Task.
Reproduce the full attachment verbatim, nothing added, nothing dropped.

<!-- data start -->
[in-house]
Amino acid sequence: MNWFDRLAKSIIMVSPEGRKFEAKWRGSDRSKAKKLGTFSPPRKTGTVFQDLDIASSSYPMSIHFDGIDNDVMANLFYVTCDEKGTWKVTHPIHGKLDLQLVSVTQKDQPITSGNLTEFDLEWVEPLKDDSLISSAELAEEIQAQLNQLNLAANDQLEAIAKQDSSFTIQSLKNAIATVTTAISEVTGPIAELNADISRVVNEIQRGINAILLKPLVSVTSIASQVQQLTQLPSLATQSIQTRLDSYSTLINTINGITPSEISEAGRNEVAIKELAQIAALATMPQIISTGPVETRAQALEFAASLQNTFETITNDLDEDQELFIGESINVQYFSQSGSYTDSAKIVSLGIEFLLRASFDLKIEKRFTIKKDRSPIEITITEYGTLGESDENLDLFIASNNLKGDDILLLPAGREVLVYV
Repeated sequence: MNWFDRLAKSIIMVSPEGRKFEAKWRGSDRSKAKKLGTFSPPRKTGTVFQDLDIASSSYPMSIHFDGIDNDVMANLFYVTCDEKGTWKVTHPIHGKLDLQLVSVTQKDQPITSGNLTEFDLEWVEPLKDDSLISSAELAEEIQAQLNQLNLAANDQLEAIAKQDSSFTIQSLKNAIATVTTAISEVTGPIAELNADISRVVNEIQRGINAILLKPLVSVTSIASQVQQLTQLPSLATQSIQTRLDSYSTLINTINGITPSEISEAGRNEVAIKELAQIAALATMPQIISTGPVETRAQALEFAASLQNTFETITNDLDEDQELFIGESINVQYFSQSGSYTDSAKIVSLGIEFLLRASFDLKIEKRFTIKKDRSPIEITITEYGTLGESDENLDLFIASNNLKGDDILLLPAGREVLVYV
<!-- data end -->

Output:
[in-house]
Amino acid sequence: MNWFDRLAKSIIMVSPEGRKFEAKWRGSDRSKAKKLGTFSPPRKTGTVFQDLDIASSSYPMSIHFDGIDNDVMANLFYVTCDEKGTWKVTHPIHGKLDLQLVSVTQKDQPITSGNLTEFDLEWVEPLKDDSLISSAELAEEIQAQLNQLNLAANDQLEAIAKQDSSFTIQSLKNAIATVTTAISEVTGPIAELNADISRVVNEIQRGINAILLKPLVSVTSIASQVQQLTQLPSLATQSIQTRLDSYSTLINTINGITPSEISEAGRNEVAIKELAQIAALATMPQIISTGPVETRAQALEFAASLQNTFETITNDLDEDQELFIGESINVQYFSQSGSYTDSAKIVSLGIEFLLRASFDLKIEKRFTIKKDRSPIEITITEYGTLGESDENLDLFIASNNLKGDDILLLPAGREVLVYV
Repeated sequence: MNWFDRLAKSIIMVSPEGRKFEAKWRGSDRSKAKKLGTFSPPRKTGTVFQDLDIASSSYPMSIHFDGIDNDVMANLFYVTCDEKGTWKVTHPIHGKLDLQLVSVTQKDQPITSGNLTEFDLEWVEPLKDDSLISSAELAEEIQAQLNQLNLAANDQLEAIAKQDSSFTIQSLKNAIATVTTAISEVTGPIAELNADISRVVNEIQRGINAILLKPLVSVTSIASQVQQLTQLPSLATQSIQTRLDSYSTLINTINGITPSEISEAGRNEVAIKELAQIAALATMPQIISTGPVETRAQALEFAASLQNTFETITNDLDEDQELFIGESINVQYFSQSGSYTDSAKIVSLGIEFLLRASFDLKIEKRFTIKKDRSPIEITITEYGTLGESDENLDLFIASNNLKGDDILLLPAGREVLVYV